The Emotion of Sports Performance and Motivation

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The field of psychology is increasingly expanding and becoming incorporated into other fields of study. From the study of behavioral economics to the burgeoning field of media psychology (with its emphasis on the effects of advertising, especially on children), literally anything that can be thought of is a possible venue for the probing, empirical analysis of various strains of psychological theory. And why not? There are currently 54 different divisions of the American Psychological Association. Not all are actual theoretical perspectives posited by psychology—such as behaviorism or social psychology—some are merely fields of interest within which a psychological focus has been found to be academically useful, or clinically…show more content…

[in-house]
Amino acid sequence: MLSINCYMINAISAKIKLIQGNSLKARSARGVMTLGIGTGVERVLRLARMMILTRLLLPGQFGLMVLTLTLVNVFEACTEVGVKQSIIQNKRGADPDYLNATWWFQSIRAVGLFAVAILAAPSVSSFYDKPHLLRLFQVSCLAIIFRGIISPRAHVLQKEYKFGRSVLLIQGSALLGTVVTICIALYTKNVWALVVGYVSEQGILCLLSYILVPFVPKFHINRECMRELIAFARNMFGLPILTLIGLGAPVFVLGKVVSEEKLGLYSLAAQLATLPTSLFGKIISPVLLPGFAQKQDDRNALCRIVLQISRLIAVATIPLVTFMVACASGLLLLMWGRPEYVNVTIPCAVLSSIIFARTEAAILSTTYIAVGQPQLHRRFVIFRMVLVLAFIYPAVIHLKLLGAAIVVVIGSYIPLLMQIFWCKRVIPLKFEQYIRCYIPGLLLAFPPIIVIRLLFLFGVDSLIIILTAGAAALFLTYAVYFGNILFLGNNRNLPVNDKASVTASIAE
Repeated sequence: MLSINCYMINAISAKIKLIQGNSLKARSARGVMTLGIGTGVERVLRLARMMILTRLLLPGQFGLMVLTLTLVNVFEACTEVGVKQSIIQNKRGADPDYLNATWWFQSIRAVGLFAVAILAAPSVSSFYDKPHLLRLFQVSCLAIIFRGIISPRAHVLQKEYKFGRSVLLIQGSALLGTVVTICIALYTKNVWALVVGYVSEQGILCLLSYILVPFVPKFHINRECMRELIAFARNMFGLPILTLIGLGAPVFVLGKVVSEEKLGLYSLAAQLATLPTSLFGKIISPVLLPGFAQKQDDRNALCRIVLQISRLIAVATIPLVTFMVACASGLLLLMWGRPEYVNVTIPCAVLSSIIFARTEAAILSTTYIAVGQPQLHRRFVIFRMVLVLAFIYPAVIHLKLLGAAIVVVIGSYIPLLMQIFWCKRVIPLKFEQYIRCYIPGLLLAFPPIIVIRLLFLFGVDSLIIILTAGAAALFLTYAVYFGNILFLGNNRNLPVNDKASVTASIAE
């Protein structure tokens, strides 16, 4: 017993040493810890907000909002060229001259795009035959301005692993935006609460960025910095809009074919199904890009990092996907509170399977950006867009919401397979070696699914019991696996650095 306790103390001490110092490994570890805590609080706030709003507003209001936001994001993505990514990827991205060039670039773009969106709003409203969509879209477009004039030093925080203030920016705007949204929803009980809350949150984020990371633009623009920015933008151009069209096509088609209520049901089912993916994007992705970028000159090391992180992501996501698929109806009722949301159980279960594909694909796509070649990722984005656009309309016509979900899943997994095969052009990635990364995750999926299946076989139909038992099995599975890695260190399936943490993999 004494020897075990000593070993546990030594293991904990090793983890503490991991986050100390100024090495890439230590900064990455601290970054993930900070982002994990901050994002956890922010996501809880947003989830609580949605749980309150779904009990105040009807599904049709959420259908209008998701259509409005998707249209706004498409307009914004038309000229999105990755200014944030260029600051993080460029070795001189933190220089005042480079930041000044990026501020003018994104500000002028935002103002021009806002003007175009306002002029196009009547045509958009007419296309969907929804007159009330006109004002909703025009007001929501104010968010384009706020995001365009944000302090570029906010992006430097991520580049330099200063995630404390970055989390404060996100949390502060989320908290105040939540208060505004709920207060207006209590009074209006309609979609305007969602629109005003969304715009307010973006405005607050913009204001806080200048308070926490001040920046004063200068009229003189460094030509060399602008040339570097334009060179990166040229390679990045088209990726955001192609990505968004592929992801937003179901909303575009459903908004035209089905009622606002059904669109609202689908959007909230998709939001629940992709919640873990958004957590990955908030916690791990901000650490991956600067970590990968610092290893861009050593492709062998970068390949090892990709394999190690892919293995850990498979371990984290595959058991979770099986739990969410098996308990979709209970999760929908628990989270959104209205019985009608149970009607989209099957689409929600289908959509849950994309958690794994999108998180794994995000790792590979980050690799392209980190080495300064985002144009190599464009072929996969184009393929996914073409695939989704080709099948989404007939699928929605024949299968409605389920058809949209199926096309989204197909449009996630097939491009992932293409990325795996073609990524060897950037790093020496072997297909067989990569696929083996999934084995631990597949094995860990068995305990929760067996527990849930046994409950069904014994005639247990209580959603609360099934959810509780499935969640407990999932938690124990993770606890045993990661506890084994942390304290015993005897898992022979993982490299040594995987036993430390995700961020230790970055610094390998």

Those mechanisms run the gamut from reproductive instincts to psychic survival processes which, in the latter, take the form of play, games, and ultimately, sport. I recently watched an episode of a program on Animal Planet detailing the attempts of an animal biologist to get two orphaned lion cubs to hunt by using a rag doll version of a mammal of some kind as substitute prey. He would drag the doll around the yard and the cubs would chase after it and pounce in playful abandon. He then took a piece of meat and dragged it around the yard—when the cubs were good and hungry—in the same fashion in an attempt at operant conditioning that, hopefully, would transfer to the wild (the goal was to eventually release the cubs). Similarly, human beings play games that serve multiple functions which are equally necessitated by basic needs (in the case of the cubs, hunger and survival). For human beings those needs are as complex as the human mind itself and every bit as deserving of study—even if it is just a game. Martin Luther said, “Feelings come and feelings go, and feelings are deceiving…;” and feelings—emotions—are also supremely multifaceted, slippery, transient, and as predictable as they are unpredictable. Feelings register virtually instantly through our autonomic nervous system which includes virtually every major organ in the body and leads to everything from clenched jaws to hairs standing up on the back of your neck. In any sort of
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